ATHENS, Greece — Movie theaters, casinos and children’s summer camps reopened in Greece on Monday, while concerts, conferences, commercial fairs and artistic events can once again be held, in the latest phase of the country’s easing of lockdown measures.

Outdoor summer movie theaters have already been open for several weeks, but this is the first time indoor theaters will be able to operate since the lockdown was imposed in March.

Greece’s government imposed a lockdown early on in the country’s coronavirus outbreak, a move that has been credited with keeping the number of deaths and critically ill patients low. On Sunday, Greece reported no new deaths and 10 new cases, for a total of 191 deaths and 3,376 confirmed cases. The country has gradually been easing restrictions.

On Wednesday, international flights will be allowed at regional airports across the country once more. Currently tourists can fly into only Athens or the northern city of Thessaloniki. Greece has been eager to attract foreign visitors, as tourism makes up a significant part of the country’s economy.

New cases in Czech Republic continue to surge

PRAGUE — The number of new coronavirus cases in the Czech Republic continues to surge.

The day-to-day increase reached 305 on Sunday, the highest number since April 3.

The Czech Republic had a total of 11,604 confirmed cases of the virus through Sunday, including 348 deaths, according to Health Ministry figures.

Because of the increase in cases, Prague, the capital, and a region in the country’s northeast will remain under orders to wear face masks beyond July 1, when the order will be lifted for the rest of the country, Health Minister Adam Vojtech said Monday.

In Prague, it will still be compulsory to wear face coverings on the subway and at indoor public gatherings of more than 100 people.

In the northeastern region, face masks will remain mandatory in indoor public spaces, on public transport and at gatherings of more than 100 people. The outbreak in that region is linked to miners from a coal mine, their relatives and their other contacts.

India reports nearly 20,000 new infections

NEW DELHI — India on Monday reported nearly 20,000 new coronavirus infections, a new record for the country, as several states reimpose partial or full lockdowns to stem the spread of the virus.

India has seen a jump of nearly 100,000 cases over the past week, the health ministry said. In all, the country has confirmed 548,318 cases, making it the world’s fourth-worst affected country after the United States, Brazil and Russia. India’s death toll has reached 16,475.

The capital district of the northeastern state of Assam on the Bangladesh border has reimposed a full lockdown until July 12 following a spike in cases. Another border state, West Bengal, has extended its lockdown until July 31.

However, in India’s worst-affected states — Maharashtra, which includes India’s financial capital, Mumbai, and Delhi, home to the capital, New Delhi — most lockdown restrictions have been eased, with restaurants, shopping malls and parks reopened, and public buses and shared-ride services back on the roads.

Authorities in Philippines may face charges for parade

MANILA, Philippines — Philippine officials say authorities in a central village may face criminal or administrative complaints for allowing a street parade and dance amid a strict coronavirus lockdown.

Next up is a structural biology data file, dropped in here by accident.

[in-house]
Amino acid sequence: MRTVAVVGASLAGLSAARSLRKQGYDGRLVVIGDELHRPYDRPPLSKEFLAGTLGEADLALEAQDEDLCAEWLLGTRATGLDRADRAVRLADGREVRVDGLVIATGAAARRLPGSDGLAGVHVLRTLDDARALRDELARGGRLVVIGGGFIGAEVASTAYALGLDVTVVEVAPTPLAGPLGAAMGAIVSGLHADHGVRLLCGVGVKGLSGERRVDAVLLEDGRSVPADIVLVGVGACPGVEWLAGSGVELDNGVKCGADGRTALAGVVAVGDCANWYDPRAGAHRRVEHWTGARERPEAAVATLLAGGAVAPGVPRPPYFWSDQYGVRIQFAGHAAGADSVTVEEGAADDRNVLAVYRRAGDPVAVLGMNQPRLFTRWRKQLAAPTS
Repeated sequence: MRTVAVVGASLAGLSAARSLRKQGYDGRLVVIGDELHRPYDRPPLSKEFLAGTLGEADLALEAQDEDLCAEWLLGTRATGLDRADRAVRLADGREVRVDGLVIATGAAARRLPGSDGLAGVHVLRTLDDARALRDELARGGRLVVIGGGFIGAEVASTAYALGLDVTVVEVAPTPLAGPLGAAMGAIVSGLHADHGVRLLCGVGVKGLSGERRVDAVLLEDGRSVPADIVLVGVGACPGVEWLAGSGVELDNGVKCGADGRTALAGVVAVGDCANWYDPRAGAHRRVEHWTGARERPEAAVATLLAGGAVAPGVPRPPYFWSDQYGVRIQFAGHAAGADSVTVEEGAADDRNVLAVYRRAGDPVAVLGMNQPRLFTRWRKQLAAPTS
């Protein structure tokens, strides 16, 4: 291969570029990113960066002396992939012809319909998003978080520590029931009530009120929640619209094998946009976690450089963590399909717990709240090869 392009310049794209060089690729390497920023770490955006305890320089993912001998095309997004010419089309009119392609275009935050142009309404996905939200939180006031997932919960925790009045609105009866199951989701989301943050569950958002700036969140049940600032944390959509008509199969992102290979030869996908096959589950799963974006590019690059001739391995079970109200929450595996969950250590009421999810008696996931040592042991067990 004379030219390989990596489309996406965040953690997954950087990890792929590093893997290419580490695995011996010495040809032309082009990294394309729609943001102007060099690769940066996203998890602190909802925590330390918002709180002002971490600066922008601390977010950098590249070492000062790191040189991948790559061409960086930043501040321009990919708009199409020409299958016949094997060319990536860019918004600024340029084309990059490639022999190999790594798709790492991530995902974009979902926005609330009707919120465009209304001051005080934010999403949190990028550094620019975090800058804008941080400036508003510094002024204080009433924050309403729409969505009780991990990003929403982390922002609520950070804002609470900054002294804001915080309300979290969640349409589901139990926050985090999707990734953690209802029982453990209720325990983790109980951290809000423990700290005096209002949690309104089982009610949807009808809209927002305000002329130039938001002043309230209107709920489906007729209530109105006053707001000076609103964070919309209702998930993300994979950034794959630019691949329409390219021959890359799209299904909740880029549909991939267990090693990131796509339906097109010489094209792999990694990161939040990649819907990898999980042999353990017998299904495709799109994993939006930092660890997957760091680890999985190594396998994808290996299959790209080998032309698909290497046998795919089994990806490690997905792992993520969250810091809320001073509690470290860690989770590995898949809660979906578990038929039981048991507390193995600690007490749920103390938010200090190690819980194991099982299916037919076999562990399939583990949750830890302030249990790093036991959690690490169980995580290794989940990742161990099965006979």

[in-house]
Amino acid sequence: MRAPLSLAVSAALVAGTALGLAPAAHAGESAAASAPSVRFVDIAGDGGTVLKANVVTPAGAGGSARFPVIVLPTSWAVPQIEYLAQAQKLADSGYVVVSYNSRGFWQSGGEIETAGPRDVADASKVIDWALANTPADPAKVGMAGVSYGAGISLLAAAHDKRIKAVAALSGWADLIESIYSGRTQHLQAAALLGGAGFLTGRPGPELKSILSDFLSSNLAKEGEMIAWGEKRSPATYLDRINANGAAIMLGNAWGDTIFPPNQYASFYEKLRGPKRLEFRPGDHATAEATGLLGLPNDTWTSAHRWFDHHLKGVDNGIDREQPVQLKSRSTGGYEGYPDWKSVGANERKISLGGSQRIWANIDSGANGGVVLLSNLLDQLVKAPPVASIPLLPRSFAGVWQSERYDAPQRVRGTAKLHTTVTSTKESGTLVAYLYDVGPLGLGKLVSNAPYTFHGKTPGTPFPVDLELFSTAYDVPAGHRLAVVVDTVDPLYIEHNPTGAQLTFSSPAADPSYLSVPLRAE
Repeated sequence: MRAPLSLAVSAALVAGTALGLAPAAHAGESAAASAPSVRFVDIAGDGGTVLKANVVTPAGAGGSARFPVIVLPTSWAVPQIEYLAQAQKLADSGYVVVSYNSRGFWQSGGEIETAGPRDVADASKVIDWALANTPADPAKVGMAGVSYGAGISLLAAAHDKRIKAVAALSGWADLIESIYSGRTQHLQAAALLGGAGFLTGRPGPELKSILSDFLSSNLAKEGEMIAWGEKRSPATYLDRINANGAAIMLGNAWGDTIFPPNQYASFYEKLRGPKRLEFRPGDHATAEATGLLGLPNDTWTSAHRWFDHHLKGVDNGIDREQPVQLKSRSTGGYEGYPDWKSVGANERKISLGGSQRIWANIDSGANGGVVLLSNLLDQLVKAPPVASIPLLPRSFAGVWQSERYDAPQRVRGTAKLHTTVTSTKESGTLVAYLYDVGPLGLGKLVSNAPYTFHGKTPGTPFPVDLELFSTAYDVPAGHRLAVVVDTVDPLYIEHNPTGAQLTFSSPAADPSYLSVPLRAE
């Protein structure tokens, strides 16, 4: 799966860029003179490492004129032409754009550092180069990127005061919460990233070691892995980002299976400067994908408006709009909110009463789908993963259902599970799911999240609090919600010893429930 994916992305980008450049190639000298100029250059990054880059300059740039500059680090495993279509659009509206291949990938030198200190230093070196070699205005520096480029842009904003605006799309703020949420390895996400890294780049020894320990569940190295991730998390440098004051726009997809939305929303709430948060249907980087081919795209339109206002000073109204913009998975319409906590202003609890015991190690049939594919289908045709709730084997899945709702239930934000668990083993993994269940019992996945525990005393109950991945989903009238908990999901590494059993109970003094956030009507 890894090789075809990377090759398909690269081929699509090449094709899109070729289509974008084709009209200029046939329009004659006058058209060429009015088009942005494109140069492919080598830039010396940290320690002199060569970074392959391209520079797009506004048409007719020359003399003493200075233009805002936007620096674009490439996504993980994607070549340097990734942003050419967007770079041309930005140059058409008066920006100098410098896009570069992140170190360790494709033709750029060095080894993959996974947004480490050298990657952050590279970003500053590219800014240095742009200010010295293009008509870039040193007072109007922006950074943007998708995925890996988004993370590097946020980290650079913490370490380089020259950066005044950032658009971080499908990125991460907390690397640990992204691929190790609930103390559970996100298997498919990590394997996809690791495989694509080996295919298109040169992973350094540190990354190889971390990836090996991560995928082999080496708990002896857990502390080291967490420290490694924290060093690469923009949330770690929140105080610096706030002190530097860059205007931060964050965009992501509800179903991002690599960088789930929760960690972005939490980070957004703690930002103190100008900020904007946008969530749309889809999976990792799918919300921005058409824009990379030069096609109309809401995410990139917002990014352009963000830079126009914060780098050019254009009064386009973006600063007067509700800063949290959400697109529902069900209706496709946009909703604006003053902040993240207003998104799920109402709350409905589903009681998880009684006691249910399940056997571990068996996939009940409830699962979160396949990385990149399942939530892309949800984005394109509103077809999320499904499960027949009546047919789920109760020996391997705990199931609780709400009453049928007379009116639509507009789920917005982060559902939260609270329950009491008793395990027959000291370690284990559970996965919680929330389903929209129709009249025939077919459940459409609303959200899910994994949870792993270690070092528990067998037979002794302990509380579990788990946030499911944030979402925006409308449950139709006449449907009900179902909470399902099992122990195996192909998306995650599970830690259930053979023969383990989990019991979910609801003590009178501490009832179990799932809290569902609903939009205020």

Mayor Edgar Labella of Cebu city said officials of Basak village have been ordered to explain why the religious fiesta gathering in honor of St. John the Baptist was held Saturday despite a quarantine prohibition against public gatherings. Performers in native wear and face masks danced during the night procession, which drew a large crowd.

While the Philippines has eased quarantine restrictions in most regions to revive its contracting economy, officials placed Cebu city back under a strict lockdown this month and deployed more policemen to enforce restrictions following a spike in infections.

The Philippines remains a Southeast Asian coronavirus hotspot with more than 35,000 confirmed infections, including 1,244 deaths.

South Korea records 42 new cases

SEOUL, South Korea — South Korea has reported 42 new infections of COVID-19 as infections steadily climb in the greater capital area, forcing authorities to consider stronger social restrictions.

The figures announced by the Korea Centers for Disease Control and Prevention on Monday brought the national caseload to 12,757, including 282 deaths. Twenty-four of the new cases were reported from capital Seoul and nearby metropolitan areas, which have been at the center of a virus resurgence since late May. At least 12 of the new cases were linked to international arrivals as the virus continues to strengthen its hold in southern Asia, the United States and beyond.

South Korea was reporting hundreds of new cases a day in late February and early March following a major surge surrounding the southeast city of Daegu, where the majority of infections were linked to a single church congregation with thousands of members.

But while health authorities had used aggressive testing and contact tracing to contain the outbreak in that region, they are having a much harder time tracking recent transmissions in the Seoul metropolitan area, where about half of the country’s 51 million people live. With people increasingly venturing out in the public, new clusters are popping out from just about everywhere, including nightspots, churches, restaurants, warehouses and among door-to-door salespeople.

Health Minister Park Neung-hoo during a briefing Sunday afternoon announced that the government is prepared to implement stronger social distancing measures if the epidemic continues to grow.